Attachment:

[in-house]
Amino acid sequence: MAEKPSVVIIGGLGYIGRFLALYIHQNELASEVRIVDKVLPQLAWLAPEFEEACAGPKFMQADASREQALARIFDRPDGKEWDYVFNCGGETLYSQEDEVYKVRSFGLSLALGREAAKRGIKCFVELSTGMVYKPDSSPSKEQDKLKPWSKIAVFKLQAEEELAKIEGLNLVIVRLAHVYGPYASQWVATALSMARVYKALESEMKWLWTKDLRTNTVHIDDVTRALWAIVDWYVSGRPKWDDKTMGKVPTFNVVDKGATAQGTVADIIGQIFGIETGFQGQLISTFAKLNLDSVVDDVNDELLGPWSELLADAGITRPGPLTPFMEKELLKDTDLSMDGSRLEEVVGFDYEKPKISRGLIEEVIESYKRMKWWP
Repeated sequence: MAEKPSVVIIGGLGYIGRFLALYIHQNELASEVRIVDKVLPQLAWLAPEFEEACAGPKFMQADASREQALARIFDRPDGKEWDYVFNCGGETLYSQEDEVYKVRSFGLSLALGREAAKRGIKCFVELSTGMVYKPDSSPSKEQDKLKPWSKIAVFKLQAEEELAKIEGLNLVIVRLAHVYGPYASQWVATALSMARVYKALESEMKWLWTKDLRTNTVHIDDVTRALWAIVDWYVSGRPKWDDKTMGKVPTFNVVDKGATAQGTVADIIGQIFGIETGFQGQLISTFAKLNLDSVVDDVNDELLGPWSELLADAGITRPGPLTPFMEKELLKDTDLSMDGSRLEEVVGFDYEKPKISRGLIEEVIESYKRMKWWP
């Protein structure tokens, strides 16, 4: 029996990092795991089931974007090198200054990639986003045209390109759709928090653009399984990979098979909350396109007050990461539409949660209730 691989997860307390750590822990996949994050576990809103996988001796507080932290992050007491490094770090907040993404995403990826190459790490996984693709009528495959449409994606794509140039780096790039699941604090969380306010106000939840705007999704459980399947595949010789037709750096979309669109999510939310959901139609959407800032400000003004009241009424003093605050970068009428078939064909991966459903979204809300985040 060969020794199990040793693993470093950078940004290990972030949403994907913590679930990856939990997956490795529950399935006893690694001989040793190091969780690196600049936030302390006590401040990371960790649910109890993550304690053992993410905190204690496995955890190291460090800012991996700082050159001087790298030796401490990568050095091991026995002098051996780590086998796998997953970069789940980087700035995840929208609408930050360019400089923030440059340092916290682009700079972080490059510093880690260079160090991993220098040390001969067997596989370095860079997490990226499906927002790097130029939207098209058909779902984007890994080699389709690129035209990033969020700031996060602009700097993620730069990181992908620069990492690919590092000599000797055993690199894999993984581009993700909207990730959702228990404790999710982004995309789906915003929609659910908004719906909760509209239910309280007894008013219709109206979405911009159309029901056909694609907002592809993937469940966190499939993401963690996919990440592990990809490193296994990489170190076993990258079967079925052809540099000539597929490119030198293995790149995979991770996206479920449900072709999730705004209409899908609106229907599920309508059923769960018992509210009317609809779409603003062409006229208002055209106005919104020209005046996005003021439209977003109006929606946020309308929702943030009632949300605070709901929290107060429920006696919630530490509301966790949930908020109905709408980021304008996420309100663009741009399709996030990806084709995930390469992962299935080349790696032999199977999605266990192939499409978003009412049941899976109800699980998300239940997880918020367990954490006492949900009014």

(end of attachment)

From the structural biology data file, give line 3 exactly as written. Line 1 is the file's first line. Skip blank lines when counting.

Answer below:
Repeated sequence: MAEKPSVVIIGGLGYIGRFLALYIHQNELASEVRIVDKVLPQLAWLAPEFEEACAGPKFMQADASREQALARIFDRPDGKEWDYVFNCGGETLYSQEDEVYKVRSFGLSLALGREAAKRGIKCFVELSTGMVYKPDSSPSKEQDKLKPWSKIAVFKLQAEEELAKIEGLNLVIVRLAHVYGPYASQWVATALSMARVYKALESEMKWLWTKDLRTNTVHIDDVTRALWAIVDWYVSGRPKWDDKTMGKVPTFNVVDKGATAQGTVADIIGQIFGIETGFQGQLISTFAKLNLDSVVDDVNDELLGPWSELLADAGITRPGPLTPFMEKELLKDTDLSMDGSRLEEVVGFDYEKPKISRGLIEEVIESYKRMKWWP